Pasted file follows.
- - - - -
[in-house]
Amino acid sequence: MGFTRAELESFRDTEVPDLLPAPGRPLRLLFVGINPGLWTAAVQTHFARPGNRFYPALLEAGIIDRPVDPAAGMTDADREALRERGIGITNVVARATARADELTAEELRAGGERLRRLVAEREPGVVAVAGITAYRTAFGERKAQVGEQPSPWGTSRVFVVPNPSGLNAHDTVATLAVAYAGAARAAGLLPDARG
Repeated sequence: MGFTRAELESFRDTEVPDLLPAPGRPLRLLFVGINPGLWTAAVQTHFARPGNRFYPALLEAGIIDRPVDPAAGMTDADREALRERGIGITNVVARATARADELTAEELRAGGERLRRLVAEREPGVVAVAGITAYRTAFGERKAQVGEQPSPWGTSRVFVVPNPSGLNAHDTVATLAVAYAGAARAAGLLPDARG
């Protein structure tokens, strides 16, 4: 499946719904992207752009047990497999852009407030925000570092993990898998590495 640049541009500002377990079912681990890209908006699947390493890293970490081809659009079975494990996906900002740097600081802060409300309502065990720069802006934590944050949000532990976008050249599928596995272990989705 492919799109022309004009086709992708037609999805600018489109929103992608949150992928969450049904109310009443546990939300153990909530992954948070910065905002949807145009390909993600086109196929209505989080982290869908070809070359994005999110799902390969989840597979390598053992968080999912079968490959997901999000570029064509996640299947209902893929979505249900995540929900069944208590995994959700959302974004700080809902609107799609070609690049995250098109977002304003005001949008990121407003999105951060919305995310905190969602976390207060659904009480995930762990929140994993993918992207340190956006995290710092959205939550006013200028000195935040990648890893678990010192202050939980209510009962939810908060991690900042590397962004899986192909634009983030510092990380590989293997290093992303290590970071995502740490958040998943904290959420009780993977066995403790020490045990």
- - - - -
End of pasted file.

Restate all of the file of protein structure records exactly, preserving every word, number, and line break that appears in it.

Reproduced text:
[in-house]
Amino acid sequence: MGFTRAELESFRDTEVPDLLPAPGRPLRLLFVGINPGLWTAAVQTHFARPGNRFYPALLEAGIIDRPVDPAAGMTDADREALRERGIGITNVVARATARADELTAEELRAGGERLRRLVAEREPGVVAVAGITAYRTAFGERKAQVGEQPSPWGTSRVFVVPNPSGLNAHDTVATLAVAYAGAARAAGLLPDARG
Repeated sequence: MGFTRAELESFRDTEVPDLLPAPGRPLRLLFVGINPGLWTAAVQTHFARPGNRFYPALLEAGIIDRPVDPAAGMTDADREALRERGIGITNVVARATARADELTAEELRAGGERLRRLVAEREPGVVAVAGITAYRTAFGERKAQVGEQPSPWGTSRVFVVPNPSGLNAHDTVATLAVAYAGAARAAGLLPDARG
């Protein structure tokens, strides 16, 4: 499946719904992207752009047990497999852009407030925000570092993990898998590495 640049541009500002377990079912681990890209908006699947390493890293970490081809659009079975494990996906900002740097600081802060409300309502065990720069802006934590944050949000532990976008050249599928596995272990989705 492919799109022309004009086709992708037609999805600018489109929103992608949150992928969450049904109310009443546990939300153990909530992954948070910065905002949807145009390909993600086109196929209505989080982290869908070809070359994005999110799902390969989840597979390598053992968080999912079968490959997901999000570029064509996640299947209902893929979505249900995540929900069944208590995994959700959302974004700080809902609107799609070609690049995250098109977002304003005001949008990121407003999105951060919305995310905190969602976390207060659904009480995930762990929140994993993918992207340190956006995290710092959205939550006013200028000195935040990648890893678990010192202050939980209510009962939810908060991690900042590397962004899986192909634009983030510092990380590989293997290093992303290590970071995502740490958040998943904290959420009780993977066995403790020490045990």